MADISON, Wis. - President Donald Trump's campaign was returning to a Wisconsin court on Friday to argue for the state's election results to be overturned, with the Electoral College vote just three days away and a skeptical federal judge nearing a ruling on a similar case.
President Donald Trump speaks in the Diplomatic Room of the White House on Thanksgiving on November 26, 2020 in Washington, DC. (Photo by Erin Schaff - Pool/Getty Images)
Trump was pushing to overturn Joe Biden's narrow win in Wisconsin with both a state and federal lawsuit in courts there and as part of a broader lawsuit filed with the U.S. Supreme Court by the Texas attorney general. Trump's attorneys have pushed for swift resolution given that Biden electors in Wisconsin and across the country are to cast their votes on Monday.
Trump and his allies have suffered a string of defeats both in Wisconsin and across the country as they've put forward lawsuits that rely on unsubstantiated claims of widespread fraud and election abuse. A Trump-appointed federal judge in Wisconsin said Thursday that the president's lawsuit was “incredible,” “bizarre” and “very odd,” and asking to overturn the results would be “the most remarkable ruling in the history of this court or the federal judiciary.”
U.S. District Judge Brett Ludwig promised to issue his ruling as soon as Friday.
Meanwhile, in state court Trump's attorneys were arguing on Friday for the disqualification of more than 221,000 ballots cast in Milwaukee and Dane counties. Those are Wisconsin's two most heavily Democratic counties and the only ones where Trump sought a recount. He is not challenging any ballots cast in counties he won.
Biden won the state by nearly 21,000 votes, a margin of 0.6%.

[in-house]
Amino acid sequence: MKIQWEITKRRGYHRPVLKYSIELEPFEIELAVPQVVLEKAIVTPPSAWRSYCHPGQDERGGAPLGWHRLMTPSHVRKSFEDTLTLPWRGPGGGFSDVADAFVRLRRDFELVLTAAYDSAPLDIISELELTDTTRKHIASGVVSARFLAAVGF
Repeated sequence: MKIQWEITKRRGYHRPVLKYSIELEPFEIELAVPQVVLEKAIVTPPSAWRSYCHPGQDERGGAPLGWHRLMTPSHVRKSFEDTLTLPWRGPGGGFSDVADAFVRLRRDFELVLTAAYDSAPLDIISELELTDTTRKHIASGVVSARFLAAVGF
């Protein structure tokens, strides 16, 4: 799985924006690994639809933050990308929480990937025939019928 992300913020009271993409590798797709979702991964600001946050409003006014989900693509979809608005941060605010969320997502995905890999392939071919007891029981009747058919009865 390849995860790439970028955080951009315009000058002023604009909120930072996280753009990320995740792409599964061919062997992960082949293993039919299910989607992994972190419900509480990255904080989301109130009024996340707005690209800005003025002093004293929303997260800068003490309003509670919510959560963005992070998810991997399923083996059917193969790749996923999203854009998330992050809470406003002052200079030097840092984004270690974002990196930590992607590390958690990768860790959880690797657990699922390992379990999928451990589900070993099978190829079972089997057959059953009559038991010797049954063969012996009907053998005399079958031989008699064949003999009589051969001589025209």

Trump wants to disqualify absentee ballots cast early and in-person, saying there wasn’t a proper written request made for the ballots; absentee ballots cast by people who claimed “indefinitely confined” status; absentee ballots collected by poll workers at Madison parks; and absentee ballots where clerks filled in missing information on ballot envelopes.
Attorneys for Democratic Gov. Tony Evers and the state's bipartisan elections commission have called Trump's claims ludicrous, without evidence, filed too late and an attempt to disenfranchise the state's 3.3 million voters.
If Trump loses in state court, he can seek an appeal before the Conservative-controlled Wisconsin Supreme Court. That court previously refused to hear his case before it went through the lower courts. A majority of justices have also openly questioned whether disqualifying the ballots as Trump is seeking would be appropriate.
Also on Friday, Republican-controlled committees in the state Legislature were holding an invite-only public hearing to accept testimony about the election. Republicans asked mainly conservative partisans to speak, including a Milwaukee talk radio host, but not the state's top elections official or the head of elections in the city or county of Milwaukee.